Aspect Blindness and Personality

I wanted to note these points here following the reading posts by Ibrahim and Sam on the following blogs:



The charge that atheists suffer from Aspect Blindness regarding religion can be just as easily, if not more so, directed at the religious.

I think part the absolute commitment to the religious view is part of one’s personal makeup, but put more generally it is a consequence of certain personalities.

I have had experience of religion. I was raised a Christian, I had doubts in my teens but wasn’t fully aware of the strength of the atheistic alternative (I was agnostic), and eventually came to realise the flaws in the religious view. But, I’ve been around enough religious people to recognise several types. Some are religious by default, as JustBrowsing describes. Some really are strong unquestioning believers that simply reject any alternative, with some element of fear, either of the spiritual consequences, or simply of the unknown. Many are what I’d class as ‘troubled’, in that they desperately want to find something spiritual as a source of comfort and guidance because they have some sort of difficulty with the basic physical world and what they see as all its nastiness – such as crime and ‘evil’, or natural disasters, things that from my point of view I can classify simply and naturalistically as “some people aren’t nice to each other” and “shit happens”. I’m not troubled by the world and its problems and the fact that I can’t fix them all. I’m not saying I’m heartless or fearless – I feel deeply disturbed to witness human and animal suffering, and I’d be as scared as the next person if I were mugged; but I can put these things into context so that I’m not fretting every minute of the day. I don’t become depressed with the state of the world or my personal life. I do have a driving need to learn new stuff, but I’m not disturbed by the lack of answers.

In some cases the religious view is one of ‘blind faith’, the outright unquestioned denial of the possibility of an atheistic view. But in many case I’d describe faith more as ‘tunnel vision’ or ‘aspect blindness’, rather than simply ‘blind’, as a consequence of personality, where critical reasoning is accepted and used, but sufficiently distorted and abused to affirm the religious view.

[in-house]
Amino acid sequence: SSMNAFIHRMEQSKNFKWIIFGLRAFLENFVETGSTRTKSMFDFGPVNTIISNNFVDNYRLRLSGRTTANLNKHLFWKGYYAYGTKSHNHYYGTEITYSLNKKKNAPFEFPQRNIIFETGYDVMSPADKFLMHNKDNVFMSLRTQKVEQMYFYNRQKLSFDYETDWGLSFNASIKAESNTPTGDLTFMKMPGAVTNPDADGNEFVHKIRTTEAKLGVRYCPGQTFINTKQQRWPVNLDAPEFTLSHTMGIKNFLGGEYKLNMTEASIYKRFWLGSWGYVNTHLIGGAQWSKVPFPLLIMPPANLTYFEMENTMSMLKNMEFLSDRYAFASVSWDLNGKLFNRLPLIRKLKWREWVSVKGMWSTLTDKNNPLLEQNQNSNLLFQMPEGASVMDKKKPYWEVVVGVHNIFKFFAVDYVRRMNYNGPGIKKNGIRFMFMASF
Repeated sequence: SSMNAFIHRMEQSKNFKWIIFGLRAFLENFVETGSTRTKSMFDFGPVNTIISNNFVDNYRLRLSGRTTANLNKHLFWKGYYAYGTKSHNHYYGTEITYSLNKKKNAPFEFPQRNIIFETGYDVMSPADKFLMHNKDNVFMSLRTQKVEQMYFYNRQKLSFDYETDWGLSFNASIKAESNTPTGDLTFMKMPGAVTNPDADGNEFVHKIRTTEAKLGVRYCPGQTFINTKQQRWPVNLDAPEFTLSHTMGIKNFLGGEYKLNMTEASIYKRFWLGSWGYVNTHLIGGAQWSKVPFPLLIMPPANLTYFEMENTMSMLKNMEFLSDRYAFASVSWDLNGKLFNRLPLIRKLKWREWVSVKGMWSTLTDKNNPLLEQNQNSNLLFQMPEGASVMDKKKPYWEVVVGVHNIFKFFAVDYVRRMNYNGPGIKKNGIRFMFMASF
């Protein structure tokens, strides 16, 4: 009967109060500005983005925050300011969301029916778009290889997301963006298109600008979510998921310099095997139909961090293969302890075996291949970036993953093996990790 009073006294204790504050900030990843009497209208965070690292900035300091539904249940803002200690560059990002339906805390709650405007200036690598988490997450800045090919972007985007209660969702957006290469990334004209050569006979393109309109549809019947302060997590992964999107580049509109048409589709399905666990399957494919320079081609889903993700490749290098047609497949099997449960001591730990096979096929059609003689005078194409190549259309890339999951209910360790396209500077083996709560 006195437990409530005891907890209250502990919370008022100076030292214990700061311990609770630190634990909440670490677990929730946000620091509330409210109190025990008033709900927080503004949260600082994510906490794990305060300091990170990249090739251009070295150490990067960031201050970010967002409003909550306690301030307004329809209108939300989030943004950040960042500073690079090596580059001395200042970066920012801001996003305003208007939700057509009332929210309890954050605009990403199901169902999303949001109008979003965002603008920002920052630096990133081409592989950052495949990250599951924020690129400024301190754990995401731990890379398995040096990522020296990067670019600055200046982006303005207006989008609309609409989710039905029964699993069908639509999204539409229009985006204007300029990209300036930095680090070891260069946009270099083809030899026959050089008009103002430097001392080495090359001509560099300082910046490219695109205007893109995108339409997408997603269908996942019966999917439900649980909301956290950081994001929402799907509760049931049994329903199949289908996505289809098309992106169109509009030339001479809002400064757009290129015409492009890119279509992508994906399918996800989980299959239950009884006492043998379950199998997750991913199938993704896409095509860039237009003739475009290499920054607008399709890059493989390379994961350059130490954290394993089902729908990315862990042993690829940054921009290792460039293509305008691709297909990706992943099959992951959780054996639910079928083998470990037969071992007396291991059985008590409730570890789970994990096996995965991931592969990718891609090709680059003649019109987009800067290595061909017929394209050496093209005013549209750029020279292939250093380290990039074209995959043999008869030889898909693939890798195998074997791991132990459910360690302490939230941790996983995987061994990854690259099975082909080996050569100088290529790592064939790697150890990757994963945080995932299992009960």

Maybe I have personality issues that drive me towards a critical questioning and a general scepticism that results in my atheism, and maybe it’s difficult for me recognise it in myself. I’m open to analysis, by professionals or amateurs.

It might be said that I’m this way because I haven’t had a religious experience, and that if I had I’d know. I can’t refute this categorically, but by the same token how am I supposed to know? And how would anyone else know what I have and haven’t experienced? Maybe I have similar ‘spiritual’ experiences, but just as people have different thresholds of pain I have a low threshold of the ‘spiritual’ experience. Maybe that’s all it boils down to, different strengths of ‘zap’ in the brain, and that the brains of those that perceive a stronger ‘zap’ interpret it all anthropomorphically as some superior presence. How would you tell the difference between that and a real religious God invoked revalatory event?

17 thoughts on “Aspect Blindness and Personality

  1. I think that what I would emphasise is that there are lots of different sorts of atheist. Some atheists understand the religious point of view and still reject it, some simply don’t understand a religious point of view. It’s only the latter that I think suffer from a form of aspect-blindness.

  2. Hi Sam,Okay, fair point, just as there are many religious points of view. In this context I would classify ‘faith atheism’ as a separate category, and say that the real debate is between ‘rational’ atheists (based on reason, science and scepticism) and theists that reject reason in regard to their particular belief. Whether atheists ‘understand’ mysticism to the same degree as a theist, I don’t think is that crucial, unless it can be shared and compared – which of course it can’t. In the current state of affairs a non-theist that doesn’t place any significance on mysticism as a means to truth has no way of knowing how real the experience of the theis is; and then of course there still remains the question of the religious baggage that comes with it.With that in mind too, do you see the point I’m making, that aspect blindness in the theist can be likened to tunnel vision, when it comes to using reason. The claim of absolute truth in the belief in God necessarily distorts the use of reason. Whereas in most spheres reason and science cause (or should cause – bad reasoning and bad science apart) us to follow where they lead, with the premise of absolute belief you would not allow reason to lead you to reject it.